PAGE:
In some states, the language is much clearer. In California, non-competes are unenforceable. Section 16600 of the California Business and Professions Code makes it unlawful to pursue action against a job-hopping employee unless he or she is a company owner. Why the exception? If a business’s owner switches to a competitor and brings customers with them, then California law deems that to be a legitimate (and litigable) grievance. Oklahoma and North Dakota round out the rest of the list of states with hardline bans on non-competes.
Obama: Protect Trade Secrets, But Through Other Means
On May 5, 2016 the White House published a report analyzing the state of non-compete agreements in the U.S., their impact on the economy, and some of the ethical issues they pose. It found that states with little or no enforcement of non-competes had, on average, higher wages. It also noted the challenges they placed on terminated employees’ finances and careers. While it acknowledged the importance of protecting proprietary information, the report concluded that “non-competes can impose substantial costs on workers, consumers, and the economy more generally.”
The message from the Obama administration was direct—company trade secrets ought to be protected—but not through restrictive or excessive non-compete agreements.
Exactly a week after the White House report was published, President Obama signed the Defend Trade Secrets Act (DTSA). The bill, which garnered bipartisan support in Congress, empowers companies to pursue action—in federal court—against those who misappropriate trade secrets. Prior to the law’s passing, employers had to navigate through state courts exclusively to pursue action, which is particularly challenging for multi-state businesses.
The measure does not limit or enhance a business’s ability to enforce its non-compete agreements and, significantly, does not preempt existing state law. The DTSA makes it easier for businesses to protect their trade secrets in court without relying on non-compete enforcement. In the White House’s view, the rapid expansion of non-compete agreements was in direct response to the difficulty of defending proprietary information in state court. To the Obama administration, lifting these barriers means businesses can more easily pursue legitimate grievances without having to craft overzealous non-compete agreements as a deterrent.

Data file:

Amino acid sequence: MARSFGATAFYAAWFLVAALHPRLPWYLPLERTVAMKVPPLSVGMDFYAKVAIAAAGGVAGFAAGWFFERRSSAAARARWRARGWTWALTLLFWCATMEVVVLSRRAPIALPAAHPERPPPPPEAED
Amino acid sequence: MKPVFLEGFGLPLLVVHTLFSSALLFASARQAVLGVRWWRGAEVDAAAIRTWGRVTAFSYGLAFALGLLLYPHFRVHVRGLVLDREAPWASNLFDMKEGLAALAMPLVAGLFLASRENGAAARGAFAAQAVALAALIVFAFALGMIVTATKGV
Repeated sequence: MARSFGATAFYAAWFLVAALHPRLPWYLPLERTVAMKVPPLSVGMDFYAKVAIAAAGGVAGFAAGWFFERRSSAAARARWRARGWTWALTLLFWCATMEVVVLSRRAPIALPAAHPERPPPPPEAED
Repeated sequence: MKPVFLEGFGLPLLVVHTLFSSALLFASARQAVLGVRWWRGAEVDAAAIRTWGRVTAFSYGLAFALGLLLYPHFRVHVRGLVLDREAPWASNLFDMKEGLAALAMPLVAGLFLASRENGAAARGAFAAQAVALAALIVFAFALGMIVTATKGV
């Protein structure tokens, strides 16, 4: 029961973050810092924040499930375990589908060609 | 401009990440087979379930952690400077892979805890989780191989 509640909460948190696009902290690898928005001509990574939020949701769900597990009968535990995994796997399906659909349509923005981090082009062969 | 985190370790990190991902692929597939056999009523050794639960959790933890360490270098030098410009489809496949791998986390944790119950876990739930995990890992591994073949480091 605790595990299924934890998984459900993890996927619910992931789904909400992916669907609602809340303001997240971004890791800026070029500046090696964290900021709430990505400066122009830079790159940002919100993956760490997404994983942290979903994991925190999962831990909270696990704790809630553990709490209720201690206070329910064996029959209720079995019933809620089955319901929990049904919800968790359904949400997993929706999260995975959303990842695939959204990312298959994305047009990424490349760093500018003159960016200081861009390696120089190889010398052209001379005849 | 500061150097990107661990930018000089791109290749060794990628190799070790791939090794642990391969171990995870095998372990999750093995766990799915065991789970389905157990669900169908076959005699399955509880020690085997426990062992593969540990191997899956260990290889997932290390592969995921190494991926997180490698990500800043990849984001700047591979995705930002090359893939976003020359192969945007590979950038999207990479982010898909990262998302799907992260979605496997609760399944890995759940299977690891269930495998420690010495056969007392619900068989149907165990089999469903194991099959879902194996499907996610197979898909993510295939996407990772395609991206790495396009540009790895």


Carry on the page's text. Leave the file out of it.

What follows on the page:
Navigating Non-Compete Challenges
With the increasingly complex patchwork of state laws across the country, it’s no surprise that employers often leave drafting and enforcing non-competes to an attorney.
While certain states may allow non-competes, courts are often left with deciding if one is reasonable. Among other factors, courts will consider an agreement’s geographical limits and duration when determining if it is excessive. The nature of the individual’s job and his or her actual access to proprietary data is also considered. New York Attorney General Eric Schneiderman, after forcing Law360, a popular legal news website, to rescind its reporters’ non-compete agreements, declared that “unless an individual has highly unique skills or access to trade secrets, [non-competes] have no place in a worker’s employment contract.”
The timing of a non-compete’s signing is also a factor—does your company have employees sign off on an agreement before or after they have started work? The latter scenario may weaken an employer’s case in court, as the employee can claim that he or she had no knowledge of the agreement when leaving their prior company or dismissing other job offers.
Companies that employ non-compete agreements should stay abreast of changes in Massachusetts and in other states. As always, consult with legal counsel before drafting or changing any of your employment policies to ensure they are compliant, reasonable, and enforceable.